October 6, 2011
NLRB Delays Effective Date of Employee Rights Notice
Submitted by Shaun Haley, Of Counsel with the Las Vegas office of Ogletree Deakins. The article was drafted by the attorneys of Ogletree Deakins, a national labor and employment law firm that represents management. This information should not be relied upon as legal advice.
Today, the National Labor Relations Board (NLRB) issued a press release announcing its decision to postpone the implementation date for the new NLRA employee rights notice. According to the NLRB, the initial effective date of November 14, 2011 has now been pushed back to January 31, 2012 to allow for enhanced education and outreach to employers.
The final rule, codified at 29 C.F.R. § 104.202, requires most employers to post a notice explaining: employees' rights under the National Labor Relations Act (NLRA) (such as their right to organize, bargain collectively, discuss wages and other terms and conditions of employment, and picket and strike); what is deemed illegal employer and union activity under the NLRA; information concerning basic enforcement procedures; and Board contact information. Employers that are subject to the NLRA must post and maintain the NLRB notice in conspicuous places, including all places where notices to employees are customarily posted.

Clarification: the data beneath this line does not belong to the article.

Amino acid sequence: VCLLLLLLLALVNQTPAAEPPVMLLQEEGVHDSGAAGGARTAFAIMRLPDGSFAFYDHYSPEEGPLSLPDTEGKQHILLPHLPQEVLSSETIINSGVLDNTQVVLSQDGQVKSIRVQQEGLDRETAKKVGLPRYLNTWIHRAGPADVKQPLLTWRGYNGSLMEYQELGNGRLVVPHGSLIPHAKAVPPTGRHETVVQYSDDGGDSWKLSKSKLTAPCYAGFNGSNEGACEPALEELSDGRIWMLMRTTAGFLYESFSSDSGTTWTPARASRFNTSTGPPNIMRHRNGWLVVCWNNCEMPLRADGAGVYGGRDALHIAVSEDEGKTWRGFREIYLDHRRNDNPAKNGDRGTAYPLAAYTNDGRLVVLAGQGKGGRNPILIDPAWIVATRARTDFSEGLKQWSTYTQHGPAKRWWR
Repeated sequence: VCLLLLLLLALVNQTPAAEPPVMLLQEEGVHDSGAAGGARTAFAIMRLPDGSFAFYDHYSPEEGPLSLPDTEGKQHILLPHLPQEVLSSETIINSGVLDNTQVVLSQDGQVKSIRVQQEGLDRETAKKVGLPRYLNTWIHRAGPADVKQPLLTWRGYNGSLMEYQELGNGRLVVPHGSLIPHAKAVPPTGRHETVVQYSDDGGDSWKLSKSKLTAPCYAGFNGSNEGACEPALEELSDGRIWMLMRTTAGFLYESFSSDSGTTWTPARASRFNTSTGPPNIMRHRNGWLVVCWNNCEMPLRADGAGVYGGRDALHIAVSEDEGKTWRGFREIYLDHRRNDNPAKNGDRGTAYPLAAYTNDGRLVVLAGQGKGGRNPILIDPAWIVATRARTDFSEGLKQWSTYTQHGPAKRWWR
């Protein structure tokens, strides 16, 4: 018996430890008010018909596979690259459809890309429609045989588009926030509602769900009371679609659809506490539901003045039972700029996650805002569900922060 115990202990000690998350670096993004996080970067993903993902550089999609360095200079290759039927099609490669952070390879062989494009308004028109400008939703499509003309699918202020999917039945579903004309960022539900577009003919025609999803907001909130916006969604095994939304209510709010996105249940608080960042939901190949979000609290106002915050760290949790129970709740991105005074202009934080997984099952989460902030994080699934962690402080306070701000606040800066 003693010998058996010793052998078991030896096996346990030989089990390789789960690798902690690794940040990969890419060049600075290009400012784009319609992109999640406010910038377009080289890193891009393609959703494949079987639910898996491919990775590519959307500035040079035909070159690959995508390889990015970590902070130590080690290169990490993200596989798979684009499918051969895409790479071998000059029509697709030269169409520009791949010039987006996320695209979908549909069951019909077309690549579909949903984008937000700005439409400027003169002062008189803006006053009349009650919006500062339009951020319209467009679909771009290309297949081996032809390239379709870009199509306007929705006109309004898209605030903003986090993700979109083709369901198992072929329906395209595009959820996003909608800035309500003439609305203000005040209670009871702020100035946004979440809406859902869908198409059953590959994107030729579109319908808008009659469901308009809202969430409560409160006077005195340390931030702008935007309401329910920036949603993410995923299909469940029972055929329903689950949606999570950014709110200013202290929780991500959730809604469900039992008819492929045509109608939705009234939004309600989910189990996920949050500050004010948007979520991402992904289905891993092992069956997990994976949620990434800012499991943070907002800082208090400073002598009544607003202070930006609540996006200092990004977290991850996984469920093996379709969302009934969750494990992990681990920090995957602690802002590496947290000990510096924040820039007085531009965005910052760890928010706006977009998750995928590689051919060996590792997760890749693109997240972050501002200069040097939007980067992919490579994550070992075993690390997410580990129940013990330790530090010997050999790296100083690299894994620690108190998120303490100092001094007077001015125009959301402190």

More than 7,000 comments from employers, employees, unions and others were received by the NLRB and, as admitted by the Board, most objected to all or parts of the new rule. NLRB member Brian Hayes argued not only that the rule is not needed, but that the Board does not have the authority to create or enforce the rule.
Ogletree Deakins is actively involved in this matter, representing the U.S. Chamber of Commerce and the South Carolina Chamber of Commerce in an action challenging the rule. According to Cheryl Stanton, a shareholder in Ogletree Deakins' Morristown, New Jersey office: "We are gratified that the NLRB has heeded the parties' request that the Board postpone implementation of the new posting requirement to permit a measured and thorough judicial review of whether the Board exceeded its authority in this rulemaking process."